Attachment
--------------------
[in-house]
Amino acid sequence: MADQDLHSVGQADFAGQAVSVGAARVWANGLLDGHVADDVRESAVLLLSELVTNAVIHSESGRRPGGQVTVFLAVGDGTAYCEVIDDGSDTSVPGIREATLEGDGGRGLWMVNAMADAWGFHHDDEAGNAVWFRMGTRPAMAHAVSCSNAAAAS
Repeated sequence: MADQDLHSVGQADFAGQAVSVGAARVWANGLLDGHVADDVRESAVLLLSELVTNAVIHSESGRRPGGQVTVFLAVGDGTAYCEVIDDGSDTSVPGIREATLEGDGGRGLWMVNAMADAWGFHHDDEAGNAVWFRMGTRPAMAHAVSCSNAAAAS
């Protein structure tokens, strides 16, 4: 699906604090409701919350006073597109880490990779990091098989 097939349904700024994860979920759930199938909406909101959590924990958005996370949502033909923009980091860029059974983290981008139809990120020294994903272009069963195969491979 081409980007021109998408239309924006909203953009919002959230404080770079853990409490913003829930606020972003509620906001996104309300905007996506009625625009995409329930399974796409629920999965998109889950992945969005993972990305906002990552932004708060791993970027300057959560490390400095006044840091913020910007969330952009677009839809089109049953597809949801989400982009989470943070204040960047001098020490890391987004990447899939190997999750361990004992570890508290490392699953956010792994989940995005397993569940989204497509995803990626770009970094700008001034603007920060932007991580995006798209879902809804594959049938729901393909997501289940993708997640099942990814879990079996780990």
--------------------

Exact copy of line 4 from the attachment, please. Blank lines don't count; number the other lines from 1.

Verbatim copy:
């Protein structure tokens, strides 16, 4: 699906604090409701919350006073597109880490990779990091098989 097939349904700024994860979920759930199938909406909101959590924990958005996370949502033909923009980091860029059974983290981008139809990120020294994903272009069963195969491979 081409980007021109998408239309924006909203953009919002959230404080770079853990409490913003829930606020972003509620906001996104309300905007996506009625625009995409329930399974796409629920999965998109889950992945969005993972990305906002990552932004708060791993970027300057959560490390400095006044840091913020910007969330952009677009839809089109049953597809949801989400982009989470943070204040960047001098020490890391987004990447899939190997999750361990004992570890508290490392699953956010792994989940995005397993569940989204497509995803990626770009970094700008001034603007920060932007991580995006798209879902809804594959049938729901393909997501289940993708997640099942990814879990079996780990």